Wolbachia Promotes Its Own Uptake by Host Cells

L. B. Nevalainen, E. M. Layton and I. L. G. Newton,  Infection and Immunity,  e0055722. 2023.

Wolbachia pipientis is an incredibly widespread bacterial symbiont of insects, present in an estimated 25 to 52% of species worldwide. Wolbachia is faithfully maternally transmitted both in a laboratory setting and in the wild. In an established infection, Wolbachia is primarily intracellular, residing within host-derived vacuoles that are associated with the endoplasmic reticulum. However, Wolbachia also frequently transfers between host species, requiring an extracellular stage to its life cycle. Indeed, Wolbachia has been moved between insect species for the precise goal of controlling populations. The use of Wolbachia in this application requires that we better understand how it initiates and establishes new infections. Here, we designed a novel method for live tracking Wolbachia cells during infection using a combination of stains and microscopy. We show that live Wolbachia cells are taken up by host cells at a much faster rate than dead Wolbachia cells, indicating that Wolbachia bacteria play a role in their own uptake and that Wolbachia colonization is not just a passive process. We also show that the host actin cytoskeleton must be intact for this to occur and that drugs that disrupt the actin cytoskeleton effectively abrogate Wolbachia uptake. The development of this live infection assay will assist in future efforts to characterize Wolbachia factors used during host infection.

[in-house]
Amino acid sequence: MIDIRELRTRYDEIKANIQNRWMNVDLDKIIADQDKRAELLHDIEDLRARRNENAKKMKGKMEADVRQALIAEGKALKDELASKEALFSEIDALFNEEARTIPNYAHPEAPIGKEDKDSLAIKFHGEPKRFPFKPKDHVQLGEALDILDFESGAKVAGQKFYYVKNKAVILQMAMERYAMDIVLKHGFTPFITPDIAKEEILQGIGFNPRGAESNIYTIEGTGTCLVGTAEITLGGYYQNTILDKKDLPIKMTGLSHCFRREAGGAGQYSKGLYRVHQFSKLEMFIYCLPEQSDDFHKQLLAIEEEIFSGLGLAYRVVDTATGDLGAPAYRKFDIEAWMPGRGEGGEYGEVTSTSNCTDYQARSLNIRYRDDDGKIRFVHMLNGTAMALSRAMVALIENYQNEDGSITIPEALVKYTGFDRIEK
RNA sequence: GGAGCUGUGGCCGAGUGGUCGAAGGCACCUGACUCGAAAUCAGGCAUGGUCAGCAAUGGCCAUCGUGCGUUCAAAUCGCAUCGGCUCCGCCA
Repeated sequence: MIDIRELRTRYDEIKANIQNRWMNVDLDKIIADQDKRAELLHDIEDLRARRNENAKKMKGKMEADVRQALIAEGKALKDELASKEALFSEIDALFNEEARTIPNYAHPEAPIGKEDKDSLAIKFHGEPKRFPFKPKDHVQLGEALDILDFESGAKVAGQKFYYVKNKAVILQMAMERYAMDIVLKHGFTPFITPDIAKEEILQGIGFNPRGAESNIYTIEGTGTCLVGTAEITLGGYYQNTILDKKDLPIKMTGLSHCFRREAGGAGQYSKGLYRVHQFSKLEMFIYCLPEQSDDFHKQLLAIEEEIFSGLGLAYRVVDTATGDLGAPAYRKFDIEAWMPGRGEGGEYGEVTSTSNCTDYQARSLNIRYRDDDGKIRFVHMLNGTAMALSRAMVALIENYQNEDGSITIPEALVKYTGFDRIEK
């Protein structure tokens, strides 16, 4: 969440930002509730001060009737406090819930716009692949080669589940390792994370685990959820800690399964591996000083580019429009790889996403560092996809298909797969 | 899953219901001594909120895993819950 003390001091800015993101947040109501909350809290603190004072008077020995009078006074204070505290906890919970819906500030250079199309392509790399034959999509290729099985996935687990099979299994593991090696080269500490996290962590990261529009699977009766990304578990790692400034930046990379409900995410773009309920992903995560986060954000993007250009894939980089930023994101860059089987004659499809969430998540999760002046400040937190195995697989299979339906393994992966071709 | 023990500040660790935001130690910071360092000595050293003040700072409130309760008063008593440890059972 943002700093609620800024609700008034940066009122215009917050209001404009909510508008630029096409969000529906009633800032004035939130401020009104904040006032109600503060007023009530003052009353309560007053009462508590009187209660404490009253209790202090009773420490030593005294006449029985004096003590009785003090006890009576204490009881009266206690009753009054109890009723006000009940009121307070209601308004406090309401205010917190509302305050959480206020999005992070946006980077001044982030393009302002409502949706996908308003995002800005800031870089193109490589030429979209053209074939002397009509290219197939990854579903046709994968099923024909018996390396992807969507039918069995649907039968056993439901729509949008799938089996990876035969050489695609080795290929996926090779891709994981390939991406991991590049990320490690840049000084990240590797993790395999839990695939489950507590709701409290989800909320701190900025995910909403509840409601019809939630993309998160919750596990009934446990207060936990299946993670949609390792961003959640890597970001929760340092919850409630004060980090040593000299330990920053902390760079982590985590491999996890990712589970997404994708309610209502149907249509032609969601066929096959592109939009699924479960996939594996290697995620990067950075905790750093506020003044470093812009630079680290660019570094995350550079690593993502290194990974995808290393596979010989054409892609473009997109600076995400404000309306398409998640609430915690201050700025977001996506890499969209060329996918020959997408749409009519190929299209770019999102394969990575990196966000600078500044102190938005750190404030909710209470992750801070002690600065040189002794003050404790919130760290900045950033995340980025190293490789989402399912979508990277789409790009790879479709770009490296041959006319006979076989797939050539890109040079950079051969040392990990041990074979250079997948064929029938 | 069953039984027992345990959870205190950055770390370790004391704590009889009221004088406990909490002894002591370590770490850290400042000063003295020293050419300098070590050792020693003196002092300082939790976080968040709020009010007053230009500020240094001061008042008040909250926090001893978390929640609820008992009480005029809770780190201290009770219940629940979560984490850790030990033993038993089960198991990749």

More related to this: